Originally posted as part of Road to the Gold, an Oscar blog on LALoyolan.com. For original, please refer to: Best Actress presents a Meryl Streep conundrum – Los Angeles Loyolan : Road To The Gold.
For the first time in over 20 years, it looks like Meryl Streep might finally win an Oscar. The 62-year-old actress, whom so many hail as the best living actress, has been nominated a record 17 times but hasn’t won since 1983 for “Sophie’s Choice.” Despite several close races – most recently losing to Sandra Bullock for “The Blind Side” in 2010 – Streep has been defeated in every Oscar race since.
This year, Streep is nominated for “The Iron Lady,” a biopic about British Prime Minister Margaret Thatcher that required the actress to adopt not one but two accents, in addition to physically transforming herself as the character aged. She is benefitting from a massive tide of good will, particularly because this is the fourth performance of hers in just six years (since “The Devil Wears Prada” in 2006) to get nominated. Most pundits have boiled down the race to a two-woman contest between Streep and her close friend and former co-star (in “Doubt”) Viola Davis.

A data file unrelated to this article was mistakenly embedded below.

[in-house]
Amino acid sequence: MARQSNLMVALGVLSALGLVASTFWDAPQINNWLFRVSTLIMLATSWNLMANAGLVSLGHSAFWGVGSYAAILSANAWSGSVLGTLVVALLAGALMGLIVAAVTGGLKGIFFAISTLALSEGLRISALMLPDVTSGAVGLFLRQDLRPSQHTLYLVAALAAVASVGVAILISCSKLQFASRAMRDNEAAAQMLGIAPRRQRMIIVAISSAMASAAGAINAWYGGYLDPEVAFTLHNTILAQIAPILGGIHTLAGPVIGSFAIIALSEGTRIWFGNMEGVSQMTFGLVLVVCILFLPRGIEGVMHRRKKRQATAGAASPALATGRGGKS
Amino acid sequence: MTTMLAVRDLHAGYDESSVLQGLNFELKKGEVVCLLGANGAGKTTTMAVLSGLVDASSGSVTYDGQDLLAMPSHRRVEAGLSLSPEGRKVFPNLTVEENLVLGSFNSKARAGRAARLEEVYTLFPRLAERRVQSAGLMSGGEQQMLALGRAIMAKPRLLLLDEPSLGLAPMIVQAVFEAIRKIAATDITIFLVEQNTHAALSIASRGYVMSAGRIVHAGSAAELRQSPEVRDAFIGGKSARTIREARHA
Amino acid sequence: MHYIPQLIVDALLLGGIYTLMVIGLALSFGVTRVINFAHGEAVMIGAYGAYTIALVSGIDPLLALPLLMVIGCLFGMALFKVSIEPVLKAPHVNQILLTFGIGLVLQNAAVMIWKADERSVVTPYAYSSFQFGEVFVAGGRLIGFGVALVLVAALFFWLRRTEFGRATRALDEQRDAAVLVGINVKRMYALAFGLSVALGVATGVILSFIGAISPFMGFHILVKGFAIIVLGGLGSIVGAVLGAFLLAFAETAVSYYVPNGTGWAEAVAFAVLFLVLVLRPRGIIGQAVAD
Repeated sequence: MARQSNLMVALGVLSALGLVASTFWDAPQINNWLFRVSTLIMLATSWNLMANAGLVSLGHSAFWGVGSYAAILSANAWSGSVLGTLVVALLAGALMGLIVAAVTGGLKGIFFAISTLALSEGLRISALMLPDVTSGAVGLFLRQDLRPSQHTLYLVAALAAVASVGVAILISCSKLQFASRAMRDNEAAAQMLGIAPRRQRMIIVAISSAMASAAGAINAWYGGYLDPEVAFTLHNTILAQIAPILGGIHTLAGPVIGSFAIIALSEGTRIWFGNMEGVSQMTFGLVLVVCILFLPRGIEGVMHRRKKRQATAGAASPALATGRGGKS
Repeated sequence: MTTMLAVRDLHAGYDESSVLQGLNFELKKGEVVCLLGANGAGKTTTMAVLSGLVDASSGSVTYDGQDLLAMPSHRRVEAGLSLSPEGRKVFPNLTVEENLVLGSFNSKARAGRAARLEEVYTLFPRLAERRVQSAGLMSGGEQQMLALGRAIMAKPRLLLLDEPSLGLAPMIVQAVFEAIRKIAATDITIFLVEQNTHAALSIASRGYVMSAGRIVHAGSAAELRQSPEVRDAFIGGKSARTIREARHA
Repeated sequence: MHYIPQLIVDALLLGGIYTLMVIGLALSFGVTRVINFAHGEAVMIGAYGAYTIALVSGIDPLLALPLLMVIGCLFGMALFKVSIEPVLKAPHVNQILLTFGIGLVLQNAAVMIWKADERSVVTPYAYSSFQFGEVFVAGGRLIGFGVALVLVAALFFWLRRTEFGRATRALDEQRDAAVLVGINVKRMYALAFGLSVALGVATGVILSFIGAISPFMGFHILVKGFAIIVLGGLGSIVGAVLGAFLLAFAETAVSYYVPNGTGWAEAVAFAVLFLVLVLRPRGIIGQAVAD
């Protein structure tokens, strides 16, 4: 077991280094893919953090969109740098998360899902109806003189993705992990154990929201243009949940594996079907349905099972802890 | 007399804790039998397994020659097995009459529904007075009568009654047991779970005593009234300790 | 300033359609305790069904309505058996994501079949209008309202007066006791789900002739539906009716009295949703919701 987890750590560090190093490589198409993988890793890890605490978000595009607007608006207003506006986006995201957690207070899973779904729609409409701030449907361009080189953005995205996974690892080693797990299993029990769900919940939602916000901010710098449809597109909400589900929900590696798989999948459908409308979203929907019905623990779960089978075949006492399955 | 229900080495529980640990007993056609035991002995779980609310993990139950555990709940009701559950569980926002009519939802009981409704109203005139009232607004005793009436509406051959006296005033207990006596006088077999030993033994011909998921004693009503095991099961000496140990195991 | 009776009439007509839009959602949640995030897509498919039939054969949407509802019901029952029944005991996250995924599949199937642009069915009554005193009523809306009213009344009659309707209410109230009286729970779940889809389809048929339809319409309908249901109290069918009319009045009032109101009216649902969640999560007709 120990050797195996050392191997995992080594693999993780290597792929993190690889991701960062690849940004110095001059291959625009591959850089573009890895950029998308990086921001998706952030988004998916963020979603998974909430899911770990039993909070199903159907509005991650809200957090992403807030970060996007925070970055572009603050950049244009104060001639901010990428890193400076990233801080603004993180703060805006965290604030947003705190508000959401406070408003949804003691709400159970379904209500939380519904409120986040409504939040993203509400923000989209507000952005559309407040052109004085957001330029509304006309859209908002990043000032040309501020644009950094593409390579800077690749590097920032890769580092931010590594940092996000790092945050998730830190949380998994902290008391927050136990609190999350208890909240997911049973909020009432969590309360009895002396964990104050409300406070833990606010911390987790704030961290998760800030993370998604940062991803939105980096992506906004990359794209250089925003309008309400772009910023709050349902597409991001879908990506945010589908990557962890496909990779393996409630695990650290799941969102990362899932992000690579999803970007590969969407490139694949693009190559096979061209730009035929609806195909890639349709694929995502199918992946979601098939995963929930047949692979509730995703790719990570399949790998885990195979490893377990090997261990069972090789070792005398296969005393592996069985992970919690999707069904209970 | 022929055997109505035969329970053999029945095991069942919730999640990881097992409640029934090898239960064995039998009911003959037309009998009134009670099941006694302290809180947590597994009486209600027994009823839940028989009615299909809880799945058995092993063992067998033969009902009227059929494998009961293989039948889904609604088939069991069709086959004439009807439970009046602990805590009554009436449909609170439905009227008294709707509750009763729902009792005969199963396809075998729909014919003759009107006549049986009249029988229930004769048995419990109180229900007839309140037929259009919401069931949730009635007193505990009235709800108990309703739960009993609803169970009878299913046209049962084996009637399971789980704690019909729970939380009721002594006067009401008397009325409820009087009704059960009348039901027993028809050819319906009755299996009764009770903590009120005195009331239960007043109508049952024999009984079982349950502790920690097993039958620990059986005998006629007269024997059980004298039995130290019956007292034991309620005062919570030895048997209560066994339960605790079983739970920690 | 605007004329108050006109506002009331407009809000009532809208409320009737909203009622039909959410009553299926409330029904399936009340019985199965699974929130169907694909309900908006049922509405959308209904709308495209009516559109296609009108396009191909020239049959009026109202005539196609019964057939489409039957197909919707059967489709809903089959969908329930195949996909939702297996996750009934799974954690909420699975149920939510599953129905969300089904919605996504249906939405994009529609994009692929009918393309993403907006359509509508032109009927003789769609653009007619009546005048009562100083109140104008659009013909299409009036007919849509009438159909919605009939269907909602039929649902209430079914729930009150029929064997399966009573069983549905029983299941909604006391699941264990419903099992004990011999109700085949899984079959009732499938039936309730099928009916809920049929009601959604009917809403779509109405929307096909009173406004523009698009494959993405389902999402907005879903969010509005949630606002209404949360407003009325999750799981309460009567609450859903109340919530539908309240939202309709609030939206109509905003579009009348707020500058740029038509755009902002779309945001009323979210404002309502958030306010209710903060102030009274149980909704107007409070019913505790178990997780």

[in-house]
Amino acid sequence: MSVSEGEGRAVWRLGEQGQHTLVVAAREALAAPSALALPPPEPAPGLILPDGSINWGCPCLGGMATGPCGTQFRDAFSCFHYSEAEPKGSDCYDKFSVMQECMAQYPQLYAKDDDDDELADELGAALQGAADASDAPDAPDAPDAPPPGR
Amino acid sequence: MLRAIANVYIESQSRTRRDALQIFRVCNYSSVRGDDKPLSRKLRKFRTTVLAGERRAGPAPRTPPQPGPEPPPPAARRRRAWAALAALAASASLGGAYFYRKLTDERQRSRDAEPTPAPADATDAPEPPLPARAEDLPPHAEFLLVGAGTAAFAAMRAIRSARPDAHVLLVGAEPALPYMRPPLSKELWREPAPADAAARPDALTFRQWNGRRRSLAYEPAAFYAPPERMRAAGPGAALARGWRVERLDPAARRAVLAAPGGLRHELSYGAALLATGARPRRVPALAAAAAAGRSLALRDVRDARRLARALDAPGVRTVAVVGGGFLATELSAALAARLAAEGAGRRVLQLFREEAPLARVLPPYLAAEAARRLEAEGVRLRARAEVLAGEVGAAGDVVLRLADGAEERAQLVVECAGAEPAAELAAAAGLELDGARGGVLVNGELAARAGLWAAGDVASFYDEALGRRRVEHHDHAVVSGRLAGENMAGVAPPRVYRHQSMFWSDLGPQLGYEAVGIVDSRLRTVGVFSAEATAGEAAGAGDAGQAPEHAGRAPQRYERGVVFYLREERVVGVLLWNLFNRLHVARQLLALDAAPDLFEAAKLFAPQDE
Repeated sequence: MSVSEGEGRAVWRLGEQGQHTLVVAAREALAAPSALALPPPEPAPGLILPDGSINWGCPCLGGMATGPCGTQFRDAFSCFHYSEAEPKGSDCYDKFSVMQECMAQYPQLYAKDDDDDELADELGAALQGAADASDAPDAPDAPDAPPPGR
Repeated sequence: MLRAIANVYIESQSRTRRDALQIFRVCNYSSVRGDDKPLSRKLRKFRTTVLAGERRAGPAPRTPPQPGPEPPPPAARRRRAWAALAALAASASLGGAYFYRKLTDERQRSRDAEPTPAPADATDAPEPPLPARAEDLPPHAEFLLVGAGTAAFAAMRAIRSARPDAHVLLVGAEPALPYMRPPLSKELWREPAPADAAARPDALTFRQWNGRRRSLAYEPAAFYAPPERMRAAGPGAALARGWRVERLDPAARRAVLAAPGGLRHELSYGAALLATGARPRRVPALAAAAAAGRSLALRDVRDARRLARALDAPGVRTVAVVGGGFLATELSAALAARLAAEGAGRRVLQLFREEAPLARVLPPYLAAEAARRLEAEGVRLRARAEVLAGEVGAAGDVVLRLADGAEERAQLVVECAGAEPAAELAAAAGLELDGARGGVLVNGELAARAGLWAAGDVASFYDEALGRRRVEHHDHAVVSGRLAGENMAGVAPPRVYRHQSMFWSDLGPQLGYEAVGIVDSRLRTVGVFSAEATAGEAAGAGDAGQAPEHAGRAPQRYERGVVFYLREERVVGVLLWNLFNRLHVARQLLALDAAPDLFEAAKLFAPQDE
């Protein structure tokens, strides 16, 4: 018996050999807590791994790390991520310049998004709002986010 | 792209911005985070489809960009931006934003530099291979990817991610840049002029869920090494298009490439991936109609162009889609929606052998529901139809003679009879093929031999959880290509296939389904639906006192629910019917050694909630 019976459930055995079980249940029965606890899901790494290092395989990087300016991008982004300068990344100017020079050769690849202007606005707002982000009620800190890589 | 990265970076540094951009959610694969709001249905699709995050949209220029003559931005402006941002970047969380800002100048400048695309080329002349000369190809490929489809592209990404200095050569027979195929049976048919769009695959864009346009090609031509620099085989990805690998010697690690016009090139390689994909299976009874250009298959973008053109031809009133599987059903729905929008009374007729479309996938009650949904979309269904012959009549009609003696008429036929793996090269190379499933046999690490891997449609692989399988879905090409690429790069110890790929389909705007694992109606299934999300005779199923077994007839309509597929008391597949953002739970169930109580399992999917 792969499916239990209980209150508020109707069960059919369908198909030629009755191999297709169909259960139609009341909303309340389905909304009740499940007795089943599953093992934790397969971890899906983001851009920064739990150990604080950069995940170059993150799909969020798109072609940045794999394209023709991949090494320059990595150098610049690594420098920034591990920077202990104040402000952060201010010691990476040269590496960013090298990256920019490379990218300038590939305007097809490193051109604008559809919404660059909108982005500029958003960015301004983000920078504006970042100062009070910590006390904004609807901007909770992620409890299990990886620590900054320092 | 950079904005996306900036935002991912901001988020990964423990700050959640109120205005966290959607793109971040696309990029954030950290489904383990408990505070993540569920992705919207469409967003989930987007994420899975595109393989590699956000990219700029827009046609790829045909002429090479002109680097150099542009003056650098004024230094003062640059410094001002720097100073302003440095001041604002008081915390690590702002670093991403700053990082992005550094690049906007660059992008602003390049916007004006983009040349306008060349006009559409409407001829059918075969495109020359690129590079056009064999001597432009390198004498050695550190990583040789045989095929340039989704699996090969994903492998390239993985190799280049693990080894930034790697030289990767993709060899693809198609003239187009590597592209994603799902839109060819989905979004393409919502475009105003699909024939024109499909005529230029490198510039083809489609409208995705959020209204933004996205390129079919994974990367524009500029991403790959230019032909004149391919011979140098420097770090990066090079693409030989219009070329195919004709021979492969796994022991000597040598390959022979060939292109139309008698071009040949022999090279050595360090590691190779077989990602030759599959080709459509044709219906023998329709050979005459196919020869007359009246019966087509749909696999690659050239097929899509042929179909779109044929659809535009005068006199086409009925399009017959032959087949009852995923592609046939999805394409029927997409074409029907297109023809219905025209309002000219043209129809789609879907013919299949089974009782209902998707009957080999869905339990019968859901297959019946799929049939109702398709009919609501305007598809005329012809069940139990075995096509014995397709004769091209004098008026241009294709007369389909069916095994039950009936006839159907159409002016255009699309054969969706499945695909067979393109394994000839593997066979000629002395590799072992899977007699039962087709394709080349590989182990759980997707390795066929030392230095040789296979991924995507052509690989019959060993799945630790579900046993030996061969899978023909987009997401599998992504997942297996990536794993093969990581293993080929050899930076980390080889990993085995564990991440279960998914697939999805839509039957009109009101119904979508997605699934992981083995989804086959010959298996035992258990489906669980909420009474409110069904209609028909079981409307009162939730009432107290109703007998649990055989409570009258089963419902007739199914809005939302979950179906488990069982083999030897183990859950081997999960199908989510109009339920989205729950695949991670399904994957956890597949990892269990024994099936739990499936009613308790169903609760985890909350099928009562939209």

Davis is nominated for “The Help,” in which she portrayed Aibleen, a maid working for a wealthy white family in the Civil Rights South who agrees to help a young journalist tell the help’s story. She has won the Critics’ Choice Award and Screen Actors Guild Award for the performance, while Streep has won the Golden Globe and several individual critics’ prizes for her own performance. The others in the race, including Michelle Williams for “My Week with Marilyn” and Glenn Close for “Albert Nobbs,” are considered also-rans who have no chance in the face of the Davis-Streep battle.
However, the race is once again taking the turn it always does: leaning towards an unrewarded candidate because of Streep’s extensive history with Oscar. It’s difficult for voters to consider Streep under-rewarded when she’s received so much acclaim and so many nominations over the course of her career. As a result, despite her early promise in every race since 2006, she’s wound up being defeated by another actress. Some races were close calls: Helen Mirren in “The Queen” was quite good, after all. And some races just weren’t: Bullock probably should have placed fourth in her year.
Davis is certainly worthy of the acclaim – her work in “The Help,” while not her best, is still a strong performance informed by the same dignity and power she brought to her work in “Doubt.” The issue lies with Streep’s inability to generate ‘win heat’ for her performances because she seems so heavily awarded already. It’s still possible she could pull out a win come Feb. 26, but I won’t be surprised if it’s Davis who takes the gold on Oscar night.